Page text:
While the maser effect can probably be weakly generated by isolated brown dwarfs, it’s more likely we will detect one in binary association with a less mass-challenged star that is capable of generating a more vigorous stellar wind to interact with the brown dwarf’s magnetic field.

This maser effect is also proposed to offer a clever way of finding exoplanets. An exoplanet could easily outshine its host star in the radio spectrum if its magnetic field is powerful enough.

So far, searches for confirmed radio emissions from brown dwarfs or orbiting bodies around other stars have been unsuccessful, but this may become achievable in the near future with the steadily growing resolution of the European LOw Frequency ARray (LOFAR), which will be the best such instrument around until the Square Kilometer Array (SKA) is built – which won’t be seeing first light before at least 2017.

Geometrically-challenged aliens struggling to make a crop circle? Nope, it's a component of the LOFAR low frequency radio telescope array. Credit: www.lofar.org

But even if we can’t see brown dwarfs and exoplanets in radio yet, we can start developing profiles of likely candidates. Christensen and others have derived a magnetic scaling relationship for small scale celestial objects, which delivers predictions that fit well with observations of solar system planets and low mass main sequence stars in the K and M spectral classes (remembering the spectral class mantra Old Backyard Astronomers Feel Good Knowing Mnemonics).

Using the Christensen model, it’s thought that brown dwarfs of about 70 Jupiter masses may have magnetic fields in the order of several kilo-Gauss in their first hundred million years of life, as they burn deuterium and spin fast. However, as they age, their magnetic field is likely to weaken as deuterium burning and spin rate declines.

Brown dwarfs with declining deuterium burning (due to age or smaller starting mass) may have magnetic fields similar to giant exoplanets, anywhere from 100 Gauss up to 1 kilo-Gauss. Mind you, that’s just for young exoplanets – the magnetic fields of exoplanets also evolve over time, such that their magnetic field strength may decrease by a factor of ten over 10 billion years.

In any case, Reiners and Christensen estimate that radio light from known exoplanets within 65 light years will emit at wavelengths that can make it through Earth’s ionosphere – so with the right ground-based equipment (i.e. a completed LOFAR or a SKA) we should be able to start spotting brown dwarfs and exoplanets aplenty.

Further reading: Reiners, A. and Christensen, U.R. (2010) A magnetic field evolution scenario for brown dwarfs and giant planets.

Astronomy Without A Telescope – Stellar Quakes and Glitches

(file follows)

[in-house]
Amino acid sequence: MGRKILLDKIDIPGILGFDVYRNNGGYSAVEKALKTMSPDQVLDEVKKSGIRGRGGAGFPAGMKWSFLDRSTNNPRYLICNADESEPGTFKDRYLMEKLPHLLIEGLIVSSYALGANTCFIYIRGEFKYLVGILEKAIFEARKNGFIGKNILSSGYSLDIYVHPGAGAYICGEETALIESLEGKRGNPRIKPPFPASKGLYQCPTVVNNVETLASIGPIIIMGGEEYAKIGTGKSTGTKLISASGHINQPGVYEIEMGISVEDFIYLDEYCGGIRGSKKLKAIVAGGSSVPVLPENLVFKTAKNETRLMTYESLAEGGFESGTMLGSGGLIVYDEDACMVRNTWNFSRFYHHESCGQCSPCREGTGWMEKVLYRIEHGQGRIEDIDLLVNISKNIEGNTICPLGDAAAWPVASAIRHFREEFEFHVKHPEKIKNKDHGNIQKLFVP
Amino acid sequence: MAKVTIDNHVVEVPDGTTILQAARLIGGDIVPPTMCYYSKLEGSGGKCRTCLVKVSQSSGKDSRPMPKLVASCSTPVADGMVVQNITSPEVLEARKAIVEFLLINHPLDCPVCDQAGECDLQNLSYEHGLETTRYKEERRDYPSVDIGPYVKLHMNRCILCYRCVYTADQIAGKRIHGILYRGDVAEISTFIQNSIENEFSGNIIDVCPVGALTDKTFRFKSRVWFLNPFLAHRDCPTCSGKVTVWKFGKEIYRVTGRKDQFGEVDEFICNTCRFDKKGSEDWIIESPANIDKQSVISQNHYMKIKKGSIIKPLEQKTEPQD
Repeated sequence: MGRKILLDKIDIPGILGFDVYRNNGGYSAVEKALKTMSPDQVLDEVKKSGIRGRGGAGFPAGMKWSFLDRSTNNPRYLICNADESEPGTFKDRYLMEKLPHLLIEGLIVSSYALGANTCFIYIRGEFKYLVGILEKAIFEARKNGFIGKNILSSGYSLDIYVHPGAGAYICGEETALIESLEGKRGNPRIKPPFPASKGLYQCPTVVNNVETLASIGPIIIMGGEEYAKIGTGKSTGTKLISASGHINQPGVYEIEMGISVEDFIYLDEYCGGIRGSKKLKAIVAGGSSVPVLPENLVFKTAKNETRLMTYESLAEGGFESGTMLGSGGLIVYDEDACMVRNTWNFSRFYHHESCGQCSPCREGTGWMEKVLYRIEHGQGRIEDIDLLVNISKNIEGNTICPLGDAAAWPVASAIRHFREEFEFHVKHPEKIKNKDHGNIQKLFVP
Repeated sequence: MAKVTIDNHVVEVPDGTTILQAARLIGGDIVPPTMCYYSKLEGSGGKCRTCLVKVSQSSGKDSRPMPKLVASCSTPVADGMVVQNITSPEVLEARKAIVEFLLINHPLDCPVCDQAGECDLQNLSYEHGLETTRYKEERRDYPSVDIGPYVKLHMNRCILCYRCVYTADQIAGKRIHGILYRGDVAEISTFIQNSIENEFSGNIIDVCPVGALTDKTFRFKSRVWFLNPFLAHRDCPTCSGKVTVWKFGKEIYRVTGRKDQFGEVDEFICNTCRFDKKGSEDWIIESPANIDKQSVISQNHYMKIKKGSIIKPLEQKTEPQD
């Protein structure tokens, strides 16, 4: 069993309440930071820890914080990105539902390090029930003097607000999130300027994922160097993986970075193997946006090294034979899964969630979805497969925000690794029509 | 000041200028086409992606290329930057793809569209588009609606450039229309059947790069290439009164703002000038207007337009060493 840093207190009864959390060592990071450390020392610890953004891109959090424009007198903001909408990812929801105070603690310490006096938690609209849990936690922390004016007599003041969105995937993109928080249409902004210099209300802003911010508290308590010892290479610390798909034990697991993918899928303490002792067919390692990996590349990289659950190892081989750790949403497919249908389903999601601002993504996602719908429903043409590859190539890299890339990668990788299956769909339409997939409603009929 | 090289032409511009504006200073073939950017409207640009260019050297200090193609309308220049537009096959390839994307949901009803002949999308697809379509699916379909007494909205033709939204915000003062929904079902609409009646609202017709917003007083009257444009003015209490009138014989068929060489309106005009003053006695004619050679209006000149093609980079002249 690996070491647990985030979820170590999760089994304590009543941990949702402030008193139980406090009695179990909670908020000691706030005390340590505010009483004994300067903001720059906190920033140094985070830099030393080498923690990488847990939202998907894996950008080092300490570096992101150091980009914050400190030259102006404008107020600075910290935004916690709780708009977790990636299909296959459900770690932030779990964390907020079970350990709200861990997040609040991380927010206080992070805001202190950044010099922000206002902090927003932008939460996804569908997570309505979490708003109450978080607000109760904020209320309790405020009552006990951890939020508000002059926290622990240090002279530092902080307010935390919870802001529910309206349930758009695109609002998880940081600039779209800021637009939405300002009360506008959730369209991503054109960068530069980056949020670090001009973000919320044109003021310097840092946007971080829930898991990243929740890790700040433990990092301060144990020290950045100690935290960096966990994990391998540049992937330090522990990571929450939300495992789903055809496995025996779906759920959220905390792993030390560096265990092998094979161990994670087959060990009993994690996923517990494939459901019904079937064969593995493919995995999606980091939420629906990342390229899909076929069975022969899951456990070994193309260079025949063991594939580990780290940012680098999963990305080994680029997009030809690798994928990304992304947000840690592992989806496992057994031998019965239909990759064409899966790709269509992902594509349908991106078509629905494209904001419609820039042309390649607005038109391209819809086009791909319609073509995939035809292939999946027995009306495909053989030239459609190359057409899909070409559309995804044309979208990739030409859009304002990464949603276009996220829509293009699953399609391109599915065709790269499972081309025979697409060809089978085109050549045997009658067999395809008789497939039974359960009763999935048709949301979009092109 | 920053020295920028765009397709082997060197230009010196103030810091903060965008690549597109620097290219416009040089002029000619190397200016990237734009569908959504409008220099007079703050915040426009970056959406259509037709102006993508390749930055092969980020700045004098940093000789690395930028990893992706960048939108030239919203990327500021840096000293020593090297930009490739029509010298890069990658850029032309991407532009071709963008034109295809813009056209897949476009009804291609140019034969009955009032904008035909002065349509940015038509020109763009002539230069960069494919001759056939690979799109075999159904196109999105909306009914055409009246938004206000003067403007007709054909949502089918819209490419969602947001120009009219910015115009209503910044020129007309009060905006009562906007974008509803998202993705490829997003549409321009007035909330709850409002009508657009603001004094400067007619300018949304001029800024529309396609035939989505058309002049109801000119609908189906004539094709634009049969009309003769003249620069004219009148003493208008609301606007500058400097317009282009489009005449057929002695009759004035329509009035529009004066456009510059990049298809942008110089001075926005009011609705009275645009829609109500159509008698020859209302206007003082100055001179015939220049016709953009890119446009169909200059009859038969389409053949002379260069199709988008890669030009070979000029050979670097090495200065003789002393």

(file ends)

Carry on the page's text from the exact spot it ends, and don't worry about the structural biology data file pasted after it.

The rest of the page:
The upper crust of a neutron star is thought to be composed of crystallized iron, may have centimeter high mountains and experiences occasional ‘star quakes’ which may precede what is technically known as a glitch. These glitches and the subsequent post-glitch recovery period may offer some insight into the nature and behavior of the superfluid core of neutron stars.

The events leading up to a neutron star quake go something like this. All neutron stars tend to ‘spin down’ during their life cycle, as their magnetic field applies the brakes to the star’s spin. Magnetars, having particularly powerful magnetic fields, experience more powerful braking.

During this dynamic process, two conflicting forces operate on the geometry of the star. The very rapid spin tends to push out the star’s equator, making it an oblate spheroid. However, the star’s powerful gravity is also working to make the star conform to hydrostatic equilibrium (i.e. a sphere).

Thus, as the star spins down, its crust – which is reportedly 10 billion times the strength of steel – tends to buckle but not break. There may be a process like a tectonic shifting of crustal plates – which create ‘mountains’ only centimeters high, although from a base extending for several kilometres over the star’s surface. This buckling may relieve some of stresses the crust is experiencing – but, as the process continues, the tension builds up and up until it ‘gives’ suddenly.

The sudden collapse of a 10 centimeter high mountain on the surface of a neutron star is considered to be a possible candidate event for the generation of detectable  gravitational waves – although this is yet to be detected. But, even more dramatically, the quake event may be either coupled with – or perhaps even triggered by – a readjustment in the neutron’s stars magnetic field.

It may be that the tectonic shifting of crustal segments works to ‘wind ‘up’ the magnetic lines of force sticking out past the neutron star’s surface. Then, in a star quake event, there is a sudden and powerful energy release – which may be a result of the star’s magnetic field dropping to a lower energy level, as the star’s geometry readjusts itself. This energy release involves a huge flash of x and gamma rays.

In the case of a magnetar-type neutron star, this flash can outshine most other x-ray sources in the universe. Magnetar flashes also pump out substantial gamma rays – although these are referred to as soft gamma ray (SGR) emissions to distinguish them from more energetic gamma ray bursts (GRB) resulting from a range of other phenomena in the universe.

However, ‘soft’ is a bit of a misnomer as either burst type will kill you just as effectively if you are close enough. The magnetar SGR 1806-20 had one of largest (SGR) events on record in December 2004.